Rainbows Activity Page
From Connections, May-August 2011
Download and print this page to complete the activities and check out the bonus activities.
Have you ever seen rainbows on soap bubbles? Bubbles are too thin to have their own color, so any color you see on a bubble is being reflected from its surroundings.
When light intersects with the surface of a soap bubble, part of the light goes into the bubble and part is reflected off the surface. This causes the light to bend, or refract, off the inner and outer surfaces of the bubble wall, and we see different angles, or wavelengths, of color. This is also why we see rainbows on oil slicks.
Experiments with Bubble Rainbows
Set up some bubble solution and a blowing wand. You can make your own with one of the recipes (see below) or purchase a bottle of bubbles. Once you have bubbles to observe, look for the rainbows on the surface. Shine a flashlight directly on the surface of a bubble and you might see rainbow colors swirling on the surface until the bubble pops.
A flashlight, bubble solution, a clear plastic container lid, and a drinking straw.
- Turn on the flashlight and stand it straight up, pointing toward the ceiling.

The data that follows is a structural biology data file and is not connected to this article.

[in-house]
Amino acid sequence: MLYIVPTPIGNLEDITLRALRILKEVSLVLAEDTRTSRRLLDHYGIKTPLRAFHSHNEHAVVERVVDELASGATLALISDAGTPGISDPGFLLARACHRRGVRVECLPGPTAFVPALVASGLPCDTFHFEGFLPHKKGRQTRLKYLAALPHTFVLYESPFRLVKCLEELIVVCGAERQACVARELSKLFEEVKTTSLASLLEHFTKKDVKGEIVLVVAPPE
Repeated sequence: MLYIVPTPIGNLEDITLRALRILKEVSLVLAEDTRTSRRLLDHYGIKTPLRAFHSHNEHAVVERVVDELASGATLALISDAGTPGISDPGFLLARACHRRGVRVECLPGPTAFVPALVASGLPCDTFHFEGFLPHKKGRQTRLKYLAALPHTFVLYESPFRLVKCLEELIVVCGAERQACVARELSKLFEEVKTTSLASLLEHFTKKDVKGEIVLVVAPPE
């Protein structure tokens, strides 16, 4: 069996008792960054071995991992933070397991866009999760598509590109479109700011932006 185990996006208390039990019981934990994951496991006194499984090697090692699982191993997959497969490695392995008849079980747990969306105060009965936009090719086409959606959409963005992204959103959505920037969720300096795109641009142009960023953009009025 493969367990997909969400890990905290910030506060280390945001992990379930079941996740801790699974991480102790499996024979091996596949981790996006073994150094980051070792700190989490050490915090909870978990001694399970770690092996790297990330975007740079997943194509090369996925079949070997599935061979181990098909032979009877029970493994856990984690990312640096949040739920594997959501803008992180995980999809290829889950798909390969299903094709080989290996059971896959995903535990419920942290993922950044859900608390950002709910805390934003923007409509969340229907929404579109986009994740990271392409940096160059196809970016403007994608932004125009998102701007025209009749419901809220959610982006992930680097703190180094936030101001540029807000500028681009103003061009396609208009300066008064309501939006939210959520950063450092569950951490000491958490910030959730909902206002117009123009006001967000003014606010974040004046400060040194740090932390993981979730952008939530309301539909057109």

- Place the lid on top of the flashlight so it makes a dish.
- Pour a small amount (about a tablespoon) of bubble solution onto the lid and spread it out evenly.
- Using the straw, blow some bubbles, and watch what happens. Hint: This works best in a darkened room.
Basic Bubbles: Mix 2 tablespoons of dish soap with 1 cup of water
Magic Bubbles (for thicker, longer-lasting bubbles): Combine 1 tablespoon of glycerin, 2 tablespoons of dish soap, and 9 ounces of water
Fun Facts about Extra Special Rainbows
- When sunlight reflects inside another rainbow’s raindrops, a double rainbow occurs.
- When rain is falling somewhere in the night sky, and light is reflected off a bright full moon, a rare lunar rainbow (or moonbow) may appear faintly in the opposite part of the sky from the moon.
- Fogbows—also called cloudbows or sea-dogs—are caused when light bounces off tiny atmospheric water droplets and appears as red and blue smears in the clouds.